When you walk into the Celebration of Fine Art and turn to the left, one of the first studios you’ll see is Montana Blue Heron, a space filled with unique, colorful baskets, woven sculptures and three-dimensional wall art in dramatic shapes and sizes. Montana Blue Heron is a collaborative effort between husband and wife Marilyn and Bill Stevens, a duo who’ve mastered the age old practice of basketry.
Marilyn has been weaving for more than twenty years, but her exposure to the craft began in her childhood.
“Back when I was a kid, my mother always set us up with things like needlework or crocheting,” Marilyn says. “That’s where the love of fiber really began.”
But it wasn’t until the early 1980s that Marilyn decided to explore a new type of craft –– basket weaving.
“I had a little how-to book that had directions,” Marilyn says. “I was able to work with the willow in the yard and the little bit of ratan that I had and created a crooked little bowl. This is just the evolution of that.”
Bill, like Marilyn, is self-taught in the craft of basket weaving, and joined her efforts in the early 1990s. Every since, they’ve worked side by side, honing their skills and evolving their style.
“Every year Bill and I create this work and notice changes,” Marilyn says. “He’ll do half of it and then I’ll do the top or the bottom. Every year I think we’re better –– our dyeing is better and our treatment of the final piece is better. There’s real evolution that keeps going on.”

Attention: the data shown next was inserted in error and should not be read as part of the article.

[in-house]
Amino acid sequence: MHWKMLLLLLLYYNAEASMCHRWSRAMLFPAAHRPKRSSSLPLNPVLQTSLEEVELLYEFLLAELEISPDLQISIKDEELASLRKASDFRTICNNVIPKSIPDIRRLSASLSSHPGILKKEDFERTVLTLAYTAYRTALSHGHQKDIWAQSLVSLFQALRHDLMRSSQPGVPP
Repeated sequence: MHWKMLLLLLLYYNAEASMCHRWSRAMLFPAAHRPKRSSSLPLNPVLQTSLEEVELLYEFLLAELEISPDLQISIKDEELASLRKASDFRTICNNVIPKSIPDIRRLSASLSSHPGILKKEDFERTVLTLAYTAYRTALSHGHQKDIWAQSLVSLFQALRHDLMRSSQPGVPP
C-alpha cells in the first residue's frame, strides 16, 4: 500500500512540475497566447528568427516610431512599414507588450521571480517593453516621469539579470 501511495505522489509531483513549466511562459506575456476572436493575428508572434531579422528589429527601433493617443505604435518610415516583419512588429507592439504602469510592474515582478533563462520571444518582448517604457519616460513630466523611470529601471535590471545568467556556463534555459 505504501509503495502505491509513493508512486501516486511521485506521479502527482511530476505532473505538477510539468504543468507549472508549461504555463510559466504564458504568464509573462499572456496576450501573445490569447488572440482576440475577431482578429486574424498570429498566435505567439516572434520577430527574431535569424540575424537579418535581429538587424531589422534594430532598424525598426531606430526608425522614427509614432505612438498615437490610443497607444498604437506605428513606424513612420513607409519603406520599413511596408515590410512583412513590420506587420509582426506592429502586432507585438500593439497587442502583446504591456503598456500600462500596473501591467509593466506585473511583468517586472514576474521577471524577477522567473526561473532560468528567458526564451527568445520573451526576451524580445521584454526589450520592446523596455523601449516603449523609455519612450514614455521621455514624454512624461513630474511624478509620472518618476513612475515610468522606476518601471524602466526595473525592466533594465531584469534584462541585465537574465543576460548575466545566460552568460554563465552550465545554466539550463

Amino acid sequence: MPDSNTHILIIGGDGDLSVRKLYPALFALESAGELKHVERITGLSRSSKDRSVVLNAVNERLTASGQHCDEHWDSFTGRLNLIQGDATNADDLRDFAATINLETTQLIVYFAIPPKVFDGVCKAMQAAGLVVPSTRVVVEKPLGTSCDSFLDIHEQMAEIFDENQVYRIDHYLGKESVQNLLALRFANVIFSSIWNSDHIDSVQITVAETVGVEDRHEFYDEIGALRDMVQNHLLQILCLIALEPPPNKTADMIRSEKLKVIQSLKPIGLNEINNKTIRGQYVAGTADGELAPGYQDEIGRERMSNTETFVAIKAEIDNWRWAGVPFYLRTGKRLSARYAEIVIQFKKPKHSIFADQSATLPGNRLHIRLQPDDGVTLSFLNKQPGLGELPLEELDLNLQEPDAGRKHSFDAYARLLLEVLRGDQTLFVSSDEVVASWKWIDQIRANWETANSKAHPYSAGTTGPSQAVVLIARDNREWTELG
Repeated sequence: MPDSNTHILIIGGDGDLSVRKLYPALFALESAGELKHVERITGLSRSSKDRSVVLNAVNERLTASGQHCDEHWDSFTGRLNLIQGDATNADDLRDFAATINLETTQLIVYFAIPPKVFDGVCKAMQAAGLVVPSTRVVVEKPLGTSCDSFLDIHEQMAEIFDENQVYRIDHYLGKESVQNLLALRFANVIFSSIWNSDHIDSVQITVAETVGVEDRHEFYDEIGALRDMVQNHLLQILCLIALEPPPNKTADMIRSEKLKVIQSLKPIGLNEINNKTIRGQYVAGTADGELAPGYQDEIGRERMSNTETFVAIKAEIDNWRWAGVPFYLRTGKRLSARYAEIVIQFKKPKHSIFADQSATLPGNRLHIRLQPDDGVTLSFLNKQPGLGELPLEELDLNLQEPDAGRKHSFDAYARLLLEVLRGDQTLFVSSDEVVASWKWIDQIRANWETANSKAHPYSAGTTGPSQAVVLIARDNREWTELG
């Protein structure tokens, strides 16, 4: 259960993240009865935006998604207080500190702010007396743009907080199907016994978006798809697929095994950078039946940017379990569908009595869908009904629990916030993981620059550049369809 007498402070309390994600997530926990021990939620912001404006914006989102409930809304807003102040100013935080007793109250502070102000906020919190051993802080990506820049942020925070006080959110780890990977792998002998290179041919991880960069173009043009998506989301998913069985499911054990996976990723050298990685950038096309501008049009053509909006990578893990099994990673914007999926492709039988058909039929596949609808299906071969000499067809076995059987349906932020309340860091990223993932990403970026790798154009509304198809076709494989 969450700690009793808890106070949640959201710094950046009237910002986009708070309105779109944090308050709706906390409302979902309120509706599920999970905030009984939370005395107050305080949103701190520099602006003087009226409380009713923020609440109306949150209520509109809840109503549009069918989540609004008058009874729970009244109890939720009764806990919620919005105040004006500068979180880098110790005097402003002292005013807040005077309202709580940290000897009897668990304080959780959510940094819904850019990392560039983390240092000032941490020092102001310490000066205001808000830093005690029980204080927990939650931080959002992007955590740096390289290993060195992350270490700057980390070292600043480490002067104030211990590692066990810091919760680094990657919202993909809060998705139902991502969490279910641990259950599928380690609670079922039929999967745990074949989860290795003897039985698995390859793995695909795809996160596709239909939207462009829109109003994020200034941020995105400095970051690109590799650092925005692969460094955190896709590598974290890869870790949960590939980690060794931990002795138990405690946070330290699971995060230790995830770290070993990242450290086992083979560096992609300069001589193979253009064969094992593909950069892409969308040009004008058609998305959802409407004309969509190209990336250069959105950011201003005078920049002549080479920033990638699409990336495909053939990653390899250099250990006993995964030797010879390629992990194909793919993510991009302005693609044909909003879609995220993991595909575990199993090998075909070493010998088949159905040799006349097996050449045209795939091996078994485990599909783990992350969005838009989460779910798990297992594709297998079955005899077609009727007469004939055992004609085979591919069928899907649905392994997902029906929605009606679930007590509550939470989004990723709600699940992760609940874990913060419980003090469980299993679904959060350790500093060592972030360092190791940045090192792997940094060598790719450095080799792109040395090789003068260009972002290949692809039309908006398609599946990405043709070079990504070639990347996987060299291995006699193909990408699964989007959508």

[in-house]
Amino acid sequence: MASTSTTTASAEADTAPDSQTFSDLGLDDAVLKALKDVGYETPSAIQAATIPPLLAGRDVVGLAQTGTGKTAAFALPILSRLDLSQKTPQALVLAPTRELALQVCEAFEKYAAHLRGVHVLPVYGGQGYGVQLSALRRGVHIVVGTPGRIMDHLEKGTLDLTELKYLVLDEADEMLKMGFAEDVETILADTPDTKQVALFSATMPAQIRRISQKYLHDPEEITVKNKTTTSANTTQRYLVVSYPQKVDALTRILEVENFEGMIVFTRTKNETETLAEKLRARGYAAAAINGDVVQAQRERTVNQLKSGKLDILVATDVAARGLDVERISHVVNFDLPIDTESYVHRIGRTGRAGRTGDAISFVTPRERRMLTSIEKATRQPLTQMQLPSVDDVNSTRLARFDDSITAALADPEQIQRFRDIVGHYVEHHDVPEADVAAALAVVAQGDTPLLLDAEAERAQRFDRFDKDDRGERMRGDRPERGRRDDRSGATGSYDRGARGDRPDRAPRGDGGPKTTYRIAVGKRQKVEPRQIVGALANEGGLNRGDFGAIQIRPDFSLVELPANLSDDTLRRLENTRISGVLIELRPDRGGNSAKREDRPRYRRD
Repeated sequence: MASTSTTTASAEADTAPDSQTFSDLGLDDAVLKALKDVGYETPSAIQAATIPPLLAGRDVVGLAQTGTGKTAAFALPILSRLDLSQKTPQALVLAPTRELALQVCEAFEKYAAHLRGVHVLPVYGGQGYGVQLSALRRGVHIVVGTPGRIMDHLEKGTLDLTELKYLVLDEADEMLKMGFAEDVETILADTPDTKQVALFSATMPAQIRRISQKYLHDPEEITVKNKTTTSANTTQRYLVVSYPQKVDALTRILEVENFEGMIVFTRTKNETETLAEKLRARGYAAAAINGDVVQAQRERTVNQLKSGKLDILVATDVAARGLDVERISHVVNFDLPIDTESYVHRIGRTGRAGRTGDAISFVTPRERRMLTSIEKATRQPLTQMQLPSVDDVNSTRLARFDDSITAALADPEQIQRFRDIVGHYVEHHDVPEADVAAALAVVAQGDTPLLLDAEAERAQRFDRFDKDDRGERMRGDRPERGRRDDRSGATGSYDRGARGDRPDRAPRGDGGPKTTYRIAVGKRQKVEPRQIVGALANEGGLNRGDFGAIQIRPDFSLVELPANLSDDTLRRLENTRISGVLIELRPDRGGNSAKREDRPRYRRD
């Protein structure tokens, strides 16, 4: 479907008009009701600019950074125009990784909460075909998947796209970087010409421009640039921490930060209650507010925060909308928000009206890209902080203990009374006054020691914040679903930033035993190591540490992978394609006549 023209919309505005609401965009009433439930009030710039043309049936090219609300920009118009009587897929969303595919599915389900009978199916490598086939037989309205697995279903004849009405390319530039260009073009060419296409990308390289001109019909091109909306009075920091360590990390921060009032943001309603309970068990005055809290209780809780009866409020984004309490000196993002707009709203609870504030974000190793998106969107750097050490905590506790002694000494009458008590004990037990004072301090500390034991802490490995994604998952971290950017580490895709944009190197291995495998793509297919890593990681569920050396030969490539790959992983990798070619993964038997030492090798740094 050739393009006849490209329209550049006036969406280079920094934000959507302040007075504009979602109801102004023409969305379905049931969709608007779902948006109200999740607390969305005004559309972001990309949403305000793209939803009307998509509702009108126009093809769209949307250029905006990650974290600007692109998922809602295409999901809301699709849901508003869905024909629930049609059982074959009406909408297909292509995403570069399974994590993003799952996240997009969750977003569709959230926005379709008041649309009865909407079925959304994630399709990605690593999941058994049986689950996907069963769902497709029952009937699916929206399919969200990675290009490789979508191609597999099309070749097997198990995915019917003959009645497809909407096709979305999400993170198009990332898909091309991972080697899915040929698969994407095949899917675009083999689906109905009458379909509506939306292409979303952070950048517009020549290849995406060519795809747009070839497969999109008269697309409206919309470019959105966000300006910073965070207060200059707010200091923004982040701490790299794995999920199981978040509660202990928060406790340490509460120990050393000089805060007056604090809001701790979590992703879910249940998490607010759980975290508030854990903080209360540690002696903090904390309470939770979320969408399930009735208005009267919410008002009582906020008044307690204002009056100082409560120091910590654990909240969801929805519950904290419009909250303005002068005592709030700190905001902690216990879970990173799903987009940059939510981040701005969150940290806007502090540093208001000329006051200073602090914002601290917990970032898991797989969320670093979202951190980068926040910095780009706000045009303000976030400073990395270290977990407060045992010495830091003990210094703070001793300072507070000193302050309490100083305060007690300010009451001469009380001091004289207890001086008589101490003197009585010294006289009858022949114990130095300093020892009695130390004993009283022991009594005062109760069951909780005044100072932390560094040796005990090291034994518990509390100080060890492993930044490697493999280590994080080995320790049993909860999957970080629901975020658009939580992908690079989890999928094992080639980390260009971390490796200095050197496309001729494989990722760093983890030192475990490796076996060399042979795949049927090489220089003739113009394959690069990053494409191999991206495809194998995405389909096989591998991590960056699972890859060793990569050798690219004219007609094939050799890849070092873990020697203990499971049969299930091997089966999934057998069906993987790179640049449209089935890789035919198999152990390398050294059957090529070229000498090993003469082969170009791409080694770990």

One artist full of ideas is enough to change the world. But two artists working together can create some pretty amazing things, too. That’s the case for Bill and Marilyn, who say their work is double the fun! They share their visions to explore shape, form and color, and never quite know what the result will be.
“We are inspired mainly because we have two imaginations, so it just pops out of us,” Marilyn says. “I’ll throw out an idea and then he’ll throw out an idea and pretty soon it’s really an evolution of ideas.”
One thing is for sure, in addition to the Celebration of Fine Art being home to 100 artists, it’s also an ideal place for artists to get work done and meet fellow art enthusiasts.
“This is a wonderful venue for lots and lots of people to see you,” Marilyn says. “You set up and you’re here for 10 weeks, which makes it really easy to show up everyday with a spot to work on pieces.”
See more of Marilyn story here: